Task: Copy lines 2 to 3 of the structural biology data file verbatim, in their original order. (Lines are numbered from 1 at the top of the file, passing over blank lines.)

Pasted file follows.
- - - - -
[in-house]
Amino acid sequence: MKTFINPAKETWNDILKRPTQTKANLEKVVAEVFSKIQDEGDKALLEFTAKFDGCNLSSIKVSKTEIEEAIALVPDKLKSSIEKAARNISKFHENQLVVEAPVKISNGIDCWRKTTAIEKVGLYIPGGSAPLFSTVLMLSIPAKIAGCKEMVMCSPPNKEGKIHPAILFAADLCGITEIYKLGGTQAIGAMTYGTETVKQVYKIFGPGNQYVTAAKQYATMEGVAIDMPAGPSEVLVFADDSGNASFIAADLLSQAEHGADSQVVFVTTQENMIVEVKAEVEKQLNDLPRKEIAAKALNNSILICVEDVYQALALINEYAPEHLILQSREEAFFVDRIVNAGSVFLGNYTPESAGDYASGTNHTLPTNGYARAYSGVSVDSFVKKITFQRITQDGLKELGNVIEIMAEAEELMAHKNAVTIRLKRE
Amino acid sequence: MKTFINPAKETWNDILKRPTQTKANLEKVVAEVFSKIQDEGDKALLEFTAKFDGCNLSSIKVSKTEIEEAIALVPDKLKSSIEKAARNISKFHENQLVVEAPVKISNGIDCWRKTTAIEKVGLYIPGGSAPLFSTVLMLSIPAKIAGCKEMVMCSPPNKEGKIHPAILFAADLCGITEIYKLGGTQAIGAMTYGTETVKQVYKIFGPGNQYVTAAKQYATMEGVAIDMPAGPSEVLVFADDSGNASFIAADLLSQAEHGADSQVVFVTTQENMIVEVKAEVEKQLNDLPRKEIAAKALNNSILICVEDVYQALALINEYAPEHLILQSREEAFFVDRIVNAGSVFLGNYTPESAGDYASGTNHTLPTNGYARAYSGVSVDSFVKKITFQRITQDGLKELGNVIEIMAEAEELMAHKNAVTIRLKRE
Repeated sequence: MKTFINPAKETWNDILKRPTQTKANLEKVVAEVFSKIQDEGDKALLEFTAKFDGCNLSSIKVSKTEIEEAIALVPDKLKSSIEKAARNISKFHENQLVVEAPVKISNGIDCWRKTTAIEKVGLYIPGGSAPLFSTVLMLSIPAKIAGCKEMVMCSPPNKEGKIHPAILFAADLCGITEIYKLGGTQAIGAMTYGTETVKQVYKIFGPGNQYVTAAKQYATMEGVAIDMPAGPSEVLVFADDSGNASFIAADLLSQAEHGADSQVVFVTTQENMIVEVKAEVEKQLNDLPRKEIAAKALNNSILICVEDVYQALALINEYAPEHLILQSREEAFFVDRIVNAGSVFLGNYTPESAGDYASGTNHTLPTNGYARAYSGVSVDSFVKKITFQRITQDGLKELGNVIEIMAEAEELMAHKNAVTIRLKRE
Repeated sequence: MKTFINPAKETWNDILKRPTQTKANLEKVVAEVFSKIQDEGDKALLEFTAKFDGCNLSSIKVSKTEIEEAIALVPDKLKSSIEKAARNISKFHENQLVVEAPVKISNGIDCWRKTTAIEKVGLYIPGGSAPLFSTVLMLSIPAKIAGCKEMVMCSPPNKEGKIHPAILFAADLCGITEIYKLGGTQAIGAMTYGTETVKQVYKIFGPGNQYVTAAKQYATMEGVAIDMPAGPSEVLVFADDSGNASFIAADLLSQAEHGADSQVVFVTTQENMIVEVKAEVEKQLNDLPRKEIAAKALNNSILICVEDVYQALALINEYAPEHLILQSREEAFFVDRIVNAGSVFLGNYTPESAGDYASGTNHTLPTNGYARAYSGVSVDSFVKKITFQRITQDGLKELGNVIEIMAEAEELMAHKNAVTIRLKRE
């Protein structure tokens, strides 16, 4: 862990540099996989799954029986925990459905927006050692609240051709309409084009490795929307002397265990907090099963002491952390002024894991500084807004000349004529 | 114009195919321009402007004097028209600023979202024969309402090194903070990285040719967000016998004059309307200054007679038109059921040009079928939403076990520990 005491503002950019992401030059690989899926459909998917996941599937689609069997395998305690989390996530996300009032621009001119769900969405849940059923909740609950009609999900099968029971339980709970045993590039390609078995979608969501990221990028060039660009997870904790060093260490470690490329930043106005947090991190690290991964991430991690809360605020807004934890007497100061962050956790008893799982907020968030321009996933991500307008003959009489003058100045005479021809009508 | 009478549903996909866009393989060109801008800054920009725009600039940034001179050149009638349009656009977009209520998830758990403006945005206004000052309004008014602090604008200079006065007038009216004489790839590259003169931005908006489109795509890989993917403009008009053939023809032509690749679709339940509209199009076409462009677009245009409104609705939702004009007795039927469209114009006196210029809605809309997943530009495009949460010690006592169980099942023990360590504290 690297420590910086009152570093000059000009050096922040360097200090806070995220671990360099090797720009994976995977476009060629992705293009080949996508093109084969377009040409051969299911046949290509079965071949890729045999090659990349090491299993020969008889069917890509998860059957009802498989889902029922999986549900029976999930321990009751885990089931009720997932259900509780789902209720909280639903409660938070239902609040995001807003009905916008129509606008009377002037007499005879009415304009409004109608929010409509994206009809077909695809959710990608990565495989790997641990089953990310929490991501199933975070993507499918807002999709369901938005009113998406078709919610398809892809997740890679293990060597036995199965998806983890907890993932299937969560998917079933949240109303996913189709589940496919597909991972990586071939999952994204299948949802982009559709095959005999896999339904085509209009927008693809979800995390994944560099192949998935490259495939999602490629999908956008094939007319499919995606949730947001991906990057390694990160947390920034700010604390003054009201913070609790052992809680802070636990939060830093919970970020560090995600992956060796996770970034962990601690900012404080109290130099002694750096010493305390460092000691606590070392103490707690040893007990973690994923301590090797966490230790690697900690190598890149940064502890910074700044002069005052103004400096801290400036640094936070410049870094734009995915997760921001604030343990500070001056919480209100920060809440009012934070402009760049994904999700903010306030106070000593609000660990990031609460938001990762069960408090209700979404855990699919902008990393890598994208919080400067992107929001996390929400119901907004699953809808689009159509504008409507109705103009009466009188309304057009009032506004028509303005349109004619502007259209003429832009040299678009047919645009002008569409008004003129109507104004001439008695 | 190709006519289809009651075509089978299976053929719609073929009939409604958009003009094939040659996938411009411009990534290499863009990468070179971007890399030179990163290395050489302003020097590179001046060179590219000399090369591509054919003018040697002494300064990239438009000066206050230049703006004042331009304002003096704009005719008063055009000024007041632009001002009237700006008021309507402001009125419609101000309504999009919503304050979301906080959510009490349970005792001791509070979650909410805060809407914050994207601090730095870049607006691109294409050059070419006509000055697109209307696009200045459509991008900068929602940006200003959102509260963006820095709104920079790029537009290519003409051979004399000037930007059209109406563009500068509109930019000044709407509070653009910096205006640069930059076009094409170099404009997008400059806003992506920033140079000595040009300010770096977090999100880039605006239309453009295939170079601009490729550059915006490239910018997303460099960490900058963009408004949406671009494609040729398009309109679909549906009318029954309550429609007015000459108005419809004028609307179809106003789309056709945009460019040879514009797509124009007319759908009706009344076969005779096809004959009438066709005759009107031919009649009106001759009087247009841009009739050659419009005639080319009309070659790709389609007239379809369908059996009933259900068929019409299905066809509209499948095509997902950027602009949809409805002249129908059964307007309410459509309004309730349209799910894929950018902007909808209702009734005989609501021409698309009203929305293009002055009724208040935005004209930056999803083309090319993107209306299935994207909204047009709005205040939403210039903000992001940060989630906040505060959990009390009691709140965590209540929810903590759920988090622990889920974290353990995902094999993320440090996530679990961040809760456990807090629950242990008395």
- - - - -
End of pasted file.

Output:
Amino acid sequence: MKTFINPAKETWNDILKRPTQTKANLEKVVAEVFSKIQDEGDKALLEFTAKFDGCNLSSIKVSKTEIEEAIALVPDKLKSSIEKAARNISKFHENQLVVEAPVKISNGIDCWRKTTAIEKVGLYIPGGSAPLFSTVLMLSIPAKIAGCKEMVMCSPPNKEGKIHPAILFAADLCGITEIYKLGGTQAIGAMTYGTETVKQVYKIFGPGNQYVTAAKQYATMEGVAIDMPAGPSEVLVFADDSGNASFIAADLLSQAEHGADSQVVFVTTQENMIVEVKAEVEKQLNDLPRKEIAAKALNNSILICVEDVYQALALINEYAPEHLILQSREEAFFVDRIVNAGSVFLGNYTPESAGDYASGTNHTLPTNGYARAYSGVSVDSFVKKITFQRITQDGLKELGNVIEIMAEAEELMAHKNAVTIRLKRE
Amino acid sequence: MKTFINPAKETWNDILKRPTQTKANLEKVVAEVFSKIQDEGDKALLEFTAKFDGCNLSSIKVSKTEIEEAIALVPDKLKSSIEKAARNISKFHENQLVVEAPVKISNGIDCWRKTTAIEKVGLYIPGGSAPLFSTVLMLSIPAKIAGCKEMVMCSPPNKEGKIHPAILFAADLCGITEIYKLGGTQAIGAMTYGTETVKQVYKIFGPGNQYVTAAKQYATMEGVAIDMPAGPSEVLVFADDSGNASFIAADLLSQAEHGADSQVVFVTTQENMIVEVKAEVEKQLNDLPRKEIAAKALNNSILICVEDVYQALALINEYAPEHLILQSREEAFFVDRIVNAGSVFLGNYTPESAGDYASGTNHTLPTNGYARAYSGVSVDSFVKKITFQRITQDGLKELGNVIEIMAEAEELMAHKNAVTIRLKRE